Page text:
Commentary | Protect Public Space

The City of Montreal has launched a new plan called Montreal 2025 to improve various areas throughout the city with “whimsical” and “avant-garde projects.” The plan’s message, according to Mayor Gerald Tremblay, is that “city dwellers today want to live in ‘real’ places, ones that encourage the open-mindedness, social cohesion and inspiration they need for their own and their families’ well-being.”

As part of Montreal 2025, the Ville-Marie Borough, which is bounded by Sherbrooke, Atwater, and Bishop streets and the Ville-Marie expressway, has proposed a special planning program for the “urban development” and “revitalization” of the Shaughnessy Village, known as the Quartier des Grands Jardins. The program focuses on three aims: to improve the residential environment and services for residents, to showcase the area’s architectural heritage, and to boost the economy.   A key part of the $5.5 million program – slated to begin this year – involves the building of condos in Cabot Square, near the Atwater Metro.

Cabot Square is a public space largely frequented by homeless people and often used as the starting point for public initiatives; for instance, the annual Montreal Sisters in Spirit Memorial March and Vigil in commemoration of missing and murdered aboriginal women.

The recent “revitalization” efforts are part of a trend of the construction of condominiums. Last September, the old, unused Seville theatre across from Cabot Square was torn down to make way for a $100 million condo with 350 units. If this construction is an indication of what is to come, most of the housing in this area will soon be unaffordable to the majority of people living in the area.  This is worrying because, when expensive condos are constructed, low-income residents tend to be pushed out due to rising rents and costs of living.

Preliminary consultations were done by a jury within the Canadian Centre for Architecture  in 2008. This past August, the Office of Public Consultation Montreal released a report in which the “large majority of citizens and organizations who commented” deemed the Cabot project as “timely” with full support of the plans.  The city is inviting residents of the area to give their opinion on the proposed plans. This strategy narrows the scope of opinion influencing the project. Regardless of where you live, you should mobilize against this project given the implications it has for your fellow Montrealers.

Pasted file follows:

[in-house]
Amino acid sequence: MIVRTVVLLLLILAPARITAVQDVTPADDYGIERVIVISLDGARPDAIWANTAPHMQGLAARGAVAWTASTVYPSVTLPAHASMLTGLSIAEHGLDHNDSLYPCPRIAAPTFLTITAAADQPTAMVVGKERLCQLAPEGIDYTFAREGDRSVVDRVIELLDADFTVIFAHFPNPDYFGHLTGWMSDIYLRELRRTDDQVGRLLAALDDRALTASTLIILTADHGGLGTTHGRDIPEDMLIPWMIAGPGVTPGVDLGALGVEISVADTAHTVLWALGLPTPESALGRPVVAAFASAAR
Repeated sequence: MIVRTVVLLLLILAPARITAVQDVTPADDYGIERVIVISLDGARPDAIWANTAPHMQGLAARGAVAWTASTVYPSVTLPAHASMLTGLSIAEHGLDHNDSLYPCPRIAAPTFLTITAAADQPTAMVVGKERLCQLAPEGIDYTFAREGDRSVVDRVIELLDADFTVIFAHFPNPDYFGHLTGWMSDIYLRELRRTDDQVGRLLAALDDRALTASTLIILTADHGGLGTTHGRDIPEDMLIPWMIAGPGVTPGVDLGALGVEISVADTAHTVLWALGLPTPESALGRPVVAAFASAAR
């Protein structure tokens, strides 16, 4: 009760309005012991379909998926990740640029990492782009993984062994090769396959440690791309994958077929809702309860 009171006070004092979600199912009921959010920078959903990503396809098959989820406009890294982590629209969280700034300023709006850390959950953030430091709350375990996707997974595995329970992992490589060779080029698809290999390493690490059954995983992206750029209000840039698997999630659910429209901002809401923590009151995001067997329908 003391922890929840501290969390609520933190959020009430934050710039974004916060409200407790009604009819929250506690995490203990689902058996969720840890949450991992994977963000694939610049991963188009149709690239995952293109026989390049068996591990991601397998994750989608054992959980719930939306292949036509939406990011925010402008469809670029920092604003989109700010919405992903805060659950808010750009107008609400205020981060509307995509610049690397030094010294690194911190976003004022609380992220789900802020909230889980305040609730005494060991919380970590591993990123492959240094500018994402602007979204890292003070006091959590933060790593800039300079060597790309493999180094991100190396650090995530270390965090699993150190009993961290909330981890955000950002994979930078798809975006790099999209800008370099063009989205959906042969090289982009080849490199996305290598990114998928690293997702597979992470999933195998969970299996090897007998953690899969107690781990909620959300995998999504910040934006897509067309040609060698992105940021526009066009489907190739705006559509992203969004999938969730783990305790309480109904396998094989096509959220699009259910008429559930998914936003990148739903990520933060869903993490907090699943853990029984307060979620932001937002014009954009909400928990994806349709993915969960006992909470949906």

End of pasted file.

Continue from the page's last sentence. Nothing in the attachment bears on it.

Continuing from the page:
Furthermore, the consultations effectively excluded many of the residents who currently use this space. Often those most marginalized in our society lack a political voice or access to processes such as the City’s consultation on Cabot Square.

The language of revitalization and redevelopment is problematic, as “revitalization” implies that the space that exists now is inadequate, rather than a thriving community. With elevated housing prices and the systematic exclusion of the homeless population, Montreal 2025 is not a “revitalized” or “redeveloped” makeover effort – instead, it is the gentrification of a quarter that has been known as a lower-income area since the mid-1990s. The City’s construction project takes steps that push current residents and those who frequent the area out. It is emblematic of the continuing systemic problems that plague these kinds of projects. Positive change should not come at the expense of any members of our community.

The time is now to make noise about Montreal 2025, as the Cabot Square project is currently, according to the project’s website, in “incubation.” Students can also contact a newly formed joint QPIRG Concordia – QPIRG McGill working group called Right to the City at antigentrification@gmail.com. We should occupy the streets on behalf of those made unwelcome in their own quarter.


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